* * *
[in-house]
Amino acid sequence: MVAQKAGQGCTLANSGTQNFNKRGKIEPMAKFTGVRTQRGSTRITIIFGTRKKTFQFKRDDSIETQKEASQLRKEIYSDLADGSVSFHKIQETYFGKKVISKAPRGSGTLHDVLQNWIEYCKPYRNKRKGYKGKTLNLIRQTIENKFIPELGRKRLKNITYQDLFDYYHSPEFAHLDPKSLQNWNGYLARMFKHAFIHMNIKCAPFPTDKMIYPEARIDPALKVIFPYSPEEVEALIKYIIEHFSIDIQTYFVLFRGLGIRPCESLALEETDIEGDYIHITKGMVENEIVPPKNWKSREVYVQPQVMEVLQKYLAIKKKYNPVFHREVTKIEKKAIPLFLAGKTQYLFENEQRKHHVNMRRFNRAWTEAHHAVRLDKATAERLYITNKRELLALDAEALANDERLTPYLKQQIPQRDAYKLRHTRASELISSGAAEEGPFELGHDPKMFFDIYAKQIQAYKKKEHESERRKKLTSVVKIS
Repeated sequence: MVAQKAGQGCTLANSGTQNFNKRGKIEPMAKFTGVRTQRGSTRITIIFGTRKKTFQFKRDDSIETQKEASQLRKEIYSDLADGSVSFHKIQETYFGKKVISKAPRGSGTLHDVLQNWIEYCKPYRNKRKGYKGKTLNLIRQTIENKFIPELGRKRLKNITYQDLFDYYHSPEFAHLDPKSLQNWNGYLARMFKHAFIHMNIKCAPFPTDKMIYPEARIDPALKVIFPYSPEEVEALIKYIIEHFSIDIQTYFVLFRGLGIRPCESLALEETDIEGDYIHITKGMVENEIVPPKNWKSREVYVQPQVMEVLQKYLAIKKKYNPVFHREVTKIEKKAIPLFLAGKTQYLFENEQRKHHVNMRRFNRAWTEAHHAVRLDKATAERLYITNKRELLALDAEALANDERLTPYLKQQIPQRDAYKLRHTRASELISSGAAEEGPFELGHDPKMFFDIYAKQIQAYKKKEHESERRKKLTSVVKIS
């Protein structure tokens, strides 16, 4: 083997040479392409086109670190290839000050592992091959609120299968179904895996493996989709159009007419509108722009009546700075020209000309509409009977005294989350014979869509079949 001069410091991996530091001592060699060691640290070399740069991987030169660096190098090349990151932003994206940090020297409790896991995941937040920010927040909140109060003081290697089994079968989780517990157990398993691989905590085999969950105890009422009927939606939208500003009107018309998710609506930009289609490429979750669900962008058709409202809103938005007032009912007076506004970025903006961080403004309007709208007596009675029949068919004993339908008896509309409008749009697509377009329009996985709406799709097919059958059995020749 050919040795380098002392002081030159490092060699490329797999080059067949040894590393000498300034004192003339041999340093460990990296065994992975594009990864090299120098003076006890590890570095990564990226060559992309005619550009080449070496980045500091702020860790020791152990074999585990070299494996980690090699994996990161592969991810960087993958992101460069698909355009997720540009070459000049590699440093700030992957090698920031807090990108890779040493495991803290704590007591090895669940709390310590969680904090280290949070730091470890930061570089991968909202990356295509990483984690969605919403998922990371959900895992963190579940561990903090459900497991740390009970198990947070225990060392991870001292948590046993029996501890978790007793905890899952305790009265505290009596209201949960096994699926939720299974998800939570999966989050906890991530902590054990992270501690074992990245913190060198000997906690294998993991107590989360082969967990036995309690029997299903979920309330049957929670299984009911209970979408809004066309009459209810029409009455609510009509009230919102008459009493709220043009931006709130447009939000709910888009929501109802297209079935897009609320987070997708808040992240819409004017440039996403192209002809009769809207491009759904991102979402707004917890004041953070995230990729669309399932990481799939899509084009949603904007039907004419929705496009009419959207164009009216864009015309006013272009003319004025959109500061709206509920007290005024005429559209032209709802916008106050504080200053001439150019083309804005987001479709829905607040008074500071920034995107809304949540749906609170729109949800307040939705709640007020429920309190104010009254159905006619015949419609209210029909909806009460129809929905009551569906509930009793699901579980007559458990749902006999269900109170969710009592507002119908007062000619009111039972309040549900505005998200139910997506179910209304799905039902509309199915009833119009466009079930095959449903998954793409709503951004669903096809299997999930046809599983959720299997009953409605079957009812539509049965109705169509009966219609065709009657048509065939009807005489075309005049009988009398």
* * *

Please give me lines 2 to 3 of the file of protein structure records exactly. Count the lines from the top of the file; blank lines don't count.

Amino acid sequence: MVAQKAGQGCTLANSGTQNFNKRGKIEPMAKFTGVRTQRGSTRITIIFGTRKKTFQFKRDDSIETQKEASQLRKEIYSDLADGSVSFHKIQETYFGKKVISKAPRGSGTLHDVLQNWIEYCKPYRNKRKGYKGKTLNLIRQTIENKFIPELGRKRLKNITYQDLFDYYHSPEFAHLDPKSLQNWNGYLARMFKHAFIHMNIKCAPFPTDKMIYPEARIDPALKVIFPYSPEEVEALIKYIIEHFSIDIQTYFVLFRGLGIRPCESLALEETDIEGDYIHITKGMVENEIVPPKNWKSREVYVQPQVMEVLQKYLAIKKKYNPVFHREVTKIEKKAIPLFLAGKTQYLFENEQRKHHVNMRRFNRAWTEAHHAVRLDKATAERLYITNKRELLALDAEALANDERLTPYLKQQIPQRDAYKLRHTRASELISSGAAEEGPFELGHDPKMFFDIYAKQIQAYKKKEHESERRKKLTSVVKIS
Repeated sequence: MVAQKAGQGCTLANSGTQNFNKRGKIEPMAKFTGVRTQRGSTRITIIFGTRKKTFQFKRDDSIETQKEASQLRKEIYSDLADGSVSFHKIQETYFGKKVISKAPRGSGTLHDVLQNWIEYCKPYRNKRKGYKGKTLNLIRQTIENKFIPELGRKRLKNITYQDLFDYYHSPEFAHLDPKSLQNWNGYLARMFKHAFIHMNIKCAPFPTDKMIYPEARIDPALKVIFPYSPEEVEALIKYIIEHFSIDIQTYFVLFRGLGIRPCESLALEETDIEGDYIHITKGMVENEIVPPKNWKSREVYVQPQVMEVLQKYLAIKKKYNPVFHREVTKIEKKAIPLFLAGKTQYLFENEQRKHHVNMRRFNRAWTEAHHAVRLDKATAERLYITNKRELLALDAEALANDERLTPYLKQQIPQRDAYKLRHTRASELISSGAAEEGPFELGHDPKMFFDIYAKQIQAYKKKEHESERRKKLTSVVKIS